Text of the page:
6. Remote Workers are More Environmentally Conscious
Some argue that the energy savings from offices are not that great. Working remotely and working from home still requires energy, such as lights, air conditioning or heating, powering a computer and other electronic items. However, most people are more environmentally conscious when they work from home, often because they have to pay the energy bill.
Think about big offices and how much electronic equipment is on standby, 12 hours a day. Like big printing stations, computers, or air conditioning and heating to control the climate in a massive open space. People switch off lights in their own house because if they don’t, they have to pay for all that wasted energy. But in an office? It’s somebody else’s problem.
A study from Sun Microsystems showed that personal energy consumption is double for every person working from the office, compared to working from home. Just by working from home instead, each person can save at least 5,400 kWh each year.
7. More Money to Invest in Going Green and Staying Green
Switching long-term habits and energy use can be challenging. Often there are associated costs. Gasoline is cheap, because, well, the world has been designed to run off gasoline. Developing new technologies takes time and money. Businesses and individuals need to invest in new infrastructures and we can pay for it just by not working from the office.
A study from Global Workplace Analytics found that a “typical employer can save around $11,000 a year for every employee who works remotely half of the time.” Employees save $2500 – 4000 a year. They save even more if they can move to a less expensive area and work remotely all of the time.
That cost saving can be invested into green technology and infrastructure. It can be used to plant trees and re-forest parts of the planet. This is a great way to counteract some of the negative environmental impacts of remote working. For example, three hours of video calls every single work day creates around 2000 kgs of CO2 gasses, because of the energy required to transmit an ultra HD video call. Zapier, a fully remote company, offsets this by buying 650 metric tons of carbon offsets via reforestation.
8. Digital Nomads Can Be Environmentally Smart
Digital nomads have been heavily criticised for their carbon footprint. For example, they fly often and use cowork offices, which have many of the same negative environmental impacts as normal offices. But digital nomads are usually very environmentally smart. And their flight consumption still pales in comparison to traditional international business travel.
Digital nomads usually consume less, because they don’t have room in their backpacks. They live their life from a single bag, which is usually a minimalistic way to go. That means buying fewer physical goods and clothes. Digital nomads tend to stay in long-term apartment rentals and pay their own bills, quite different to large hotels used by traditional business travellers.
It’s also worth celebrating the learning and inspiration digital nomads can find by working and living in places all around the world. People in different countries have different environmental challenges and solutions. There is no right and wrong, just always more to learn and adapt into your own way of life. So although digital nomads may be consuming more than people working from home, they are conscious of their impact and try to counter this impact.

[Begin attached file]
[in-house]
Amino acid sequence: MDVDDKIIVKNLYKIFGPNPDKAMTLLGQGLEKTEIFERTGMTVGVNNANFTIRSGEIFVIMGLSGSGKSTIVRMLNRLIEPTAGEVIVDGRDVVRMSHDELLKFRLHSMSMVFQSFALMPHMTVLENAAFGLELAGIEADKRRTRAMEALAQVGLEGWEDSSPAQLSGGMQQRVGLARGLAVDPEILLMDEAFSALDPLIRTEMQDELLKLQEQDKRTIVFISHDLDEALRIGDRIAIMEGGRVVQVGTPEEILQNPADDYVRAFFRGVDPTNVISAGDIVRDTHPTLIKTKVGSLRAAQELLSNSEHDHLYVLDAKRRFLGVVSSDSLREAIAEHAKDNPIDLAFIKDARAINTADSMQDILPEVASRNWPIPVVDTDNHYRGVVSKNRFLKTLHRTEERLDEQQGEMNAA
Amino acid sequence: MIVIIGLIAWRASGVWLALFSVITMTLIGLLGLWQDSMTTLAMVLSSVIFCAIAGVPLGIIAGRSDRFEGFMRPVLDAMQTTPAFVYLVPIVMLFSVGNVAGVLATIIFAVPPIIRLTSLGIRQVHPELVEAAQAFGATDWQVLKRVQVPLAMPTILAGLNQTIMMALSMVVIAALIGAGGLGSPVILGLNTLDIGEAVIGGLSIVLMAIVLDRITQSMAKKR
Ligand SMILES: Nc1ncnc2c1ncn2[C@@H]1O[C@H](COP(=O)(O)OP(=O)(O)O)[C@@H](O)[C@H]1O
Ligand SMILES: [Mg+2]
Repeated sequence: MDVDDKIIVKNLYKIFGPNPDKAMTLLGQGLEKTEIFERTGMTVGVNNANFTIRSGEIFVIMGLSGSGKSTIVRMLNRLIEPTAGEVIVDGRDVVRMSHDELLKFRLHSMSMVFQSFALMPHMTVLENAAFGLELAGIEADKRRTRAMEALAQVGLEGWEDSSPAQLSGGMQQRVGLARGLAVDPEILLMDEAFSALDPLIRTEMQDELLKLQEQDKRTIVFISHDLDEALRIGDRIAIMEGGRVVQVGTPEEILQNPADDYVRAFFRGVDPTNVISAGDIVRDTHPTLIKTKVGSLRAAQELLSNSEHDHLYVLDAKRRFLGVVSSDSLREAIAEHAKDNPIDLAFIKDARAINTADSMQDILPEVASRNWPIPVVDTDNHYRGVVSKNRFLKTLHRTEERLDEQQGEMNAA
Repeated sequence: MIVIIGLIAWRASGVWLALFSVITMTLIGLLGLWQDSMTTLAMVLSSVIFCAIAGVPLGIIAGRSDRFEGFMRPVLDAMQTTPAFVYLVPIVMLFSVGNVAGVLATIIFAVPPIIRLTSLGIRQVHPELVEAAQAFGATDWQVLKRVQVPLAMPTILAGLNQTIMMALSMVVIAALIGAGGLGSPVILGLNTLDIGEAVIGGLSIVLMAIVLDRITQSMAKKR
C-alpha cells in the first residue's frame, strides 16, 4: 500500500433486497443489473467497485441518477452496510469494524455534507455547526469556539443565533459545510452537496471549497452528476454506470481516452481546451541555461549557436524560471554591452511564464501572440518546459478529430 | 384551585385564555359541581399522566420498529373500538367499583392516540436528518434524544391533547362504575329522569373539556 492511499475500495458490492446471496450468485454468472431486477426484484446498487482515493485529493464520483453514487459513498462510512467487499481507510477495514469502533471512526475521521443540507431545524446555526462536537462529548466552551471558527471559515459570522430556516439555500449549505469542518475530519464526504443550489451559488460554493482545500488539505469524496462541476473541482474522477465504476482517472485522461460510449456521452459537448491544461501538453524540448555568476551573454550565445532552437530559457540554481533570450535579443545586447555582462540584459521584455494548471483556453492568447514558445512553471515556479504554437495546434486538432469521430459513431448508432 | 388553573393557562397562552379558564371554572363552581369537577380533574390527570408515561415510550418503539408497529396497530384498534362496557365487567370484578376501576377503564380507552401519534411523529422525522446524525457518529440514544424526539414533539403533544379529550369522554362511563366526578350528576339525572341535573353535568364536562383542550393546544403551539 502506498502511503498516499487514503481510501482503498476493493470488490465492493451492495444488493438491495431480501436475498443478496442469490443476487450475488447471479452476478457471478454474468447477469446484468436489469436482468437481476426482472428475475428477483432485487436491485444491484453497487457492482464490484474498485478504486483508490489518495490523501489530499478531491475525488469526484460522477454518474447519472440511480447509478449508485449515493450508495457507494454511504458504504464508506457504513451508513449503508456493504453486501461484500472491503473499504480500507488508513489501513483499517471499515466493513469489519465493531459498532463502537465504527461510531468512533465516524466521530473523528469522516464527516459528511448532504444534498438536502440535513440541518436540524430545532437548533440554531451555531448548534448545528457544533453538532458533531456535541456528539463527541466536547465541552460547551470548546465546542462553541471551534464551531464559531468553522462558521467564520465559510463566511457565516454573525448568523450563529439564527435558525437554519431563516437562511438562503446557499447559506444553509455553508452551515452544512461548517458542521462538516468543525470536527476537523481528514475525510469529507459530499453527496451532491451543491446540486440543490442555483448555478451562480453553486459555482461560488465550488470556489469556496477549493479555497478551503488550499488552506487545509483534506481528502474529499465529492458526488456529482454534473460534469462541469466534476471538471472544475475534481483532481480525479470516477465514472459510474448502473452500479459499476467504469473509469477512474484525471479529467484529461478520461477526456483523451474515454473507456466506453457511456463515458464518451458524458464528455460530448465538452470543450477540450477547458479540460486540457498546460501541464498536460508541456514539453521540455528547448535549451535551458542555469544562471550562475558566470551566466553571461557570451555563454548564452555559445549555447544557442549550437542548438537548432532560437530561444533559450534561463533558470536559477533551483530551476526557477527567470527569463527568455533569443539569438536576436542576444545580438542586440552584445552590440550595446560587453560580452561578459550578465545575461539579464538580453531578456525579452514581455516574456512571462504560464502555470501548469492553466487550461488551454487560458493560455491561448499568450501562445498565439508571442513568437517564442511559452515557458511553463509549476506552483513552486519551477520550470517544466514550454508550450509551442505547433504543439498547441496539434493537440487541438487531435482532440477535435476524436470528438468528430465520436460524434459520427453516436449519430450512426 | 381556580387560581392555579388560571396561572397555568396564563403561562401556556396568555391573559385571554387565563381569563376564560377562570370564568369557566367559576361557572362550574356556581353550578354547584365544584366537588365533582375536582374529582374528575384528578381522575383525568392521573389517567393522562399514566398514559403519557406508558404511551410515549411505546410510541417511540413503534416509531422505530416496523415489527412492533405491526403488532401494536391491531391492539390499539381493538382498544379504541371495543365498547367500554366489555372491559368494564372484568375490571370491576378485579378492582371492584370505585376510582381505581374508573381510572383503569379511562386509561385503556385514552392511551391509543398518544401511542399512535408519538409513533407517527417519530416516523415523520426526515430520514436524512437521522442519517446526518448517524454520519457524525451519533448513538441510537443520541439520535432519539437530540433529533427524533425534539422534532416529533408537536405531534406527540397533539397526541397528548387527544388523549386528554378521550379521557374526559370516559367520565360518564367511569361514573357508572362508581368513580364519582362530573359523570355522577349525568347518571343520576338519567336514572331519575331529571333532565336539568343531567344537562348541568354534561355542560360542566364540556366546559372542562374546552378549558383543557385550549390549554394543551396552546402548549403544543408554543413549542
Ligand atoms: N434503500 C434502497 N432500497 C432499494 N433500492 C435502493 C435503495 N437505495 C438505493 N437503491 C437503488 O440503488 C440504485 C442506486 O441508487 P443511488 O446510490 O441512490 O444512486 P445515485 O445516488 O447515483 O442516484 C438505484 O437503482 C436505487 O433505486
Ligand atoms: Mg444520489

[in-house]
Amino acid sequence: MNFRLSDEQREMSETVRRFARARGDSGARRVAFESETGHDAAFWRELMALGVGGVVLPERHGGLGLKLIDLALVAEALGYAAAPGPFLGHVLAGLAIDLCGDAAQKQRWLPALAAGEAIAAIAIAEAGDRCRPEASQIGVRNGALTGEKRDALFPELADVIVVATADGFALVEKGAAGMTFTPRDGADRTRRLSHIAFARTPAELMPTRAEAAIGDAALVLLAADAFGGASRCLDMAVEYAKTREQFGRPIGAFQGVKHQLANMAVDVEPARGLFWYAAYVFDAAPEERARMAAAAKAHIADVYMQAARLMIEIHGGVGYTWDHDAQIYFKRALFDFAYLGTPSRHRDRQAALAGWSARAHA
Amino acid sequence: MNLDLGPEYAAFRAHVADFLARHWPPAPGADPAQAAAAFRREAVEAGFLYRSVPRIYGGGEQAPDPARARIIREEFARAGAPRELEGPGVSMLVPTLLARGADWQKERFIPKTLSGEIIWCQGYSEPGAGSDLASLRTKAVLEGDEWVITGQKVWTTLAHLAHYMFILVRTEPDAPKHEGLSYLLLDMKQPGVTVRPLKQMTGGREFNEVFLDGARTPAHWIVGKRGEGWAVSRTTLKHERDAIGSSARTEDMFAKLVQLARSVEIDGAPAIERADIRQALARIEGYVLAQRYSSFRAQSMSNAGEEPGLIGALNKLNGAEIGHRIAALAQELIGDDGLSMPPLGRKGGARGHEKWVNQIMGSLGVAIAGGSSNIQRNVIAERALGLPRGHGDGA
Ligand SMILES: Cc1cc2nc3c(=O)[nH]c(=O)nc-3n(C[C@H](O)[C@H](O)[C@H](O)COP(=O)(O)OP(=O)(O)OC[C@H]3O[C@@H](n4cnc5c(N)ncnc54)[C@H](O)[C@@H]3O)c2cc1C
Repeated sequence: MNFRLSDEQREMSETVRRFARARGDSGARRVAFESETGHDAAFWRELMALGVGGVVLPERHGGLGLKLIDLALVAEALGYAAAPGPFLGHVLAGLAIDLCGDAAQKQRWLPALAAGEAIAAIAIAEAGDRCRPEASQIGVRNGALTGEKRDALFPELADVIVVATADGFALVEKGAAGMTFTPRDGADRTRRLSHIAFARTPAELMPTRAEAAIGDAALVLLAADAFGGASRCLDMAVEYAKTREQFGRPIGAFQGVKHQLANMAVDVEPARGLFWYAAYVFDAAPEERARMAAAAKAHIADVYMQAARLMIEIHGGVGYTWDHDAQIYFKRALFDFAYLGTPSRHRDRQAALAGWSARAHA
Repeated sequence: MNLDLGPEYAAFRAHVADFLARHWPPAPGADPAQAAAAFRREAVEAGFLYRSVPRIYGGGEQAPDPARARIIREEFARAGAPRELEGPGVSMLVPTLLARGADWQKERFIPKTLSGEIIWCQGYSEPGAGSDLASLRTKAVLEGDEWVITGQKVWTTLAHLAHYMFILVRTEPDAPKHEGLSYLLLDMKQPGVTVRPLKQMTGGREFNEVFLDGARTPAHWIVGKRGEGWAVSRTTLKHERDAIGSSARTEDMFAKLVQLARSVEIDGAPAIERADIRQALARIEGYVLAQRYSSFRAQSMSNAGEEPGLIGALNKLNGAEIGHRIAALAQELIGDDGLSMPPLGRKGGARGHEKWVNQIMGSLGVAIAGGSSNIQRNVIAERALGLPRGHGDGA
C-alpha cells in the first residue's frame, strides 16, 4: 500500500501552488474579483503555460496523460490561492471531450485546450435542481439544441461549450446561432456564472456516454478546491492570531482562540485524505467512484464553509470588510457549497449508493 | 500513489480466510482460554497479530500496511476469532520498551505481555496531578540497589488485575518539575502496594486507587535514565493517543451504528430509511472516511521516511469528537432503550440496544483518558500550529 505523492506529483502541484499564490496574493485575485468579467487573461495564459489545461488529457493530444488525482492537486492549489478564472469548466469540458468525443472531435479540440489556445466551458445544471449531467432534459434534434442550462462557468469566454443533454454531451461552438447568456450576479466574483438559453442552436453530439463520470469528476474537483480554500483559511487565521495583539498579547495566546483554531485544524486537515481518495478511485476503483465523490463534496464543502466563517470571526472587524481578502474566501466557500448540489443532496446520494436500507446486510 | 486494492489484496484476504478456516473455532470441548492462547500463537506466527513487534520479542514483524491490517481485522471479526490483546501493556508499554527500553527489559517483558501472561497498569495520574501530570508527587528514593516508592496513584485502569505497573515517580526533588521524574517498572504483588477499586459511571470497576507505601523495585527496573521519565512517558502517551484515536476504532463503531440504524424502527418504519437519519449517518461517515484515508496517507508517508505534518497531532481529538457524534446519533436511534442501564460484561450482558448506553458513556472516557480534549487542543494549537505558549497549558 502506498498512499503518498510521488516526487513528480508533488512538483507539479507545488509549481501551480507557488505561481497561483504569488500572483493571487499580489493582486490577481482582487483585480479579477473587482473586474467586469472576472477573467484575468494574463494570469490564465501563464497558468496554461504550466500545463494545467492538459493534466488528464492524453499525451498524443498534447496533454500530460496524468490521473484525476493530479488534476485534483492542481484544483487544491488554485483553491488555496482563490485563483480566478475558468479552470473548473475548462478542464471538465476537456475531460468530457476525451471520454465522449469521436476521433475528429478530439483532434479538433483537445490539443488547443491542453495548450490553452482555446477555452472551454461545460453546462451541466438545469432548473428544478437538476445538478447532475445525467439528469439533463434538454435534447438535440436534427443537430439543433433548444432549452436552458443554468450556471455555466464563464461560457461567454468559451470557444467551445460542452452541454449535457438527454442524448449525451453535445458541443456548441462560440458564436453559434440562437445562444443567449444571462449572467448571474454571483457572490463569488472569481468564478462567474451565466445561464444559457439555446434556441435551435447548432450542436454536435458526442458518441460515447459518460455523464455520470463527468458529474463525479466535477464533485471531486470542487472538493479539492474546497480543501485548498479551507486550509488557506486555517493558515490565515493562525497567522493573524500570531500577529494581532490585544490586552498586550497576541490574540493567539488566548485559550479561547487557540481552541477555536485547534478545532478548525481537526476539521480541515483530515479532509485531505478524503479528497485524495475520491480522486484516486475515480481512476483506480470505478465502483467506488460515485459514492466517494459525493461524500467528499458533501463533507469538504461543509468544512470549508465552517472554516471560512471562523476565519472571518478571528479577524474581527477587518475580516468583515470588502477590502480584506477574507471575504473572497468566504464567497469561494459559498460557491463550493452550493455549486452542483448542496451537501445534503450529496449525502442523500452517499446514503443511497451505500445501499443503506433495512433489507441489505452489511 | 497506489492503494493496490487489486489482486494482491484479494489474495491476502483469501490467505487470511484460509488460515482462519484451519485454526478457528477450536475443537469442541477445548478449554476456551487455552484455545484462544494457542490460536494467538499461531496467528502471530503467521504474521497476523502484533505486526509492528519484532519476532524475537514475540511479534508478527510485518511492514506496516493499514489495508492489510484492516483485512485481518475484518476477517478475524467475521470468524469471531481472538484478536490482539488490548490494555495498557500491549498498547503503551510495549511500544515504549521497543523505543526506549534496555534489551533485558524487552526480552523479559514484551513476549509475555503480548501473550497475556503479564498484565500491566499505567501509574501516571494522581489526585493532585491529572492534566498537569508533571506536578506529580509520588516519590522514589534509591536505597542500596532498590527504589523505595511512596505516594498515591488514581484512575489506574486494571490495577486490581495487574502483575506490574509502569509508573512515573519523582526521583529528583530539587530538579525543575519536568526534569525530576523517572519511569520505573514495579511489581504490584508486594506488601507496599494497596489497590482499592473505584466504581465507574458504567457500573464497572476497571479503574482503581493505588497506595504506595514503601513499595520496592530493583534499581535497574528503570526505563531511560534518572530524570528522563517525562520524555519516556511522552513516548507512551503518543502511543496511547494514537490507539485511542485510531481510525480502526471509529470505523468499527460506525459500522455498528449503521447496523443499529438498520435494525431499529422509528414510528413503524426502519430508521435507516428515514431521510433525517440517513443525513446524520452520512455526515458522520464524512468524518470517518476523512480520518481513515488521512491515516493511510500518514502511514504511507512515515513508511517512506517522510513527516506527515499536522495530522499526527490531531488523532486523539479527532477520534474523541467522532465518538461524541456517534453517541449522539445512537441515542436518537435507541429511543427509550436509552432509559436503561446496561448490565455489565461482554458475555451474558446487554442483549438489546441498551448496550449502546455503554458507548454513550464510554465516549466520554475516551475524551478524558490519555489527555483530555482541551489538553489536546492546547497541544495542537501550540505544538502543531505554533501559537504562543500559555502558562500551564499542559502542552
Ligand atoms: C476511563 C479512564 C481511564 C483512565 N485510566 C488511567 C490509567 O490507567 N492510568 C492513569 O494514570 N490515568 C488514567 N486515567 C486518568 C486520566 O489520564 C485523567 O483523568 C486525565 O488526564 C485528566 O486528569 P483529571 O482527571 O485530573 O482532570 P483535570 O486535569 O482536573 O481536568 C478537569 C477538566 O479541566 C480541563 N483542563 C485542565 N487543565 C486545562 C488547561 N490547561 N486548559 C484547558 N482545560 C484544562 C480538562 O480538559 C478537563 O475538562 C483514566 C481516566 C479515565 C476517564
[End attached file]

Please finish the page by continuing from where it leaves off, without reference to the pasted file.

9. Better Air Quality
The basic way to improve air quality is to switch from fossil fuels to green energy. Renewable fuel is vastly superior to fossil fuels. One of the biggest benefits when making the switch is an improvement in air quality. Studies show how remote working hugely increases personal productivity. Better air quality does the same. And it helps us to live longer.
Air quality is a threat to public health in big cities. One way to counter this is a greener commute, such as cycling to work or using a car pool service. A more effective counter method is to not commute. Spreading populations out of the cities will improve air quality everywhere.
10. The End of the Office
Just imagine a world with no traditional offices. All those lights that burn bright throughout day and night. All those forests fed through big printing machines. All that space that is needed to accommodate employees. Most people have two carbon footprints. Their home. And then their place of work. So how about removing one of them. Getting rid of the office is one of the great environmental benefits of remote work.
And it doesn’t need to be all or nothing. Of course there will be a transition period, just like there is now a transition towards being carbon neutral by 2030. Or is that 2040? Or 2050! A new generation of remote workers has been created during the coronavirus pandemic. Okay, it was difficult. But think how quickly people have adapted to this new normal. Most people want to continue working remotely after the pandemic, it’s just that companies are not so sure.
Just think of what can be achieved by 2030 if companies listen to their employees and transition towards the end of the office. That alone will create huge strides towards a greener planet and a carbon neutral existence. All the evidence shows that remote workers are more productive and better value for businesses. As soon as businesses fully appreciate these benefits, we will all see more of the incredible environmental benefits of remote work.
Search Remotely is the leading jobs platform for remote work. It’s exclusively focused on remote jobs and supports a vast community of remote workers and remote employees. Hiring the right talent and finding the right remote employer leads to the many benefits of working remotely. Not just for individuals and employers, but for the planet as well.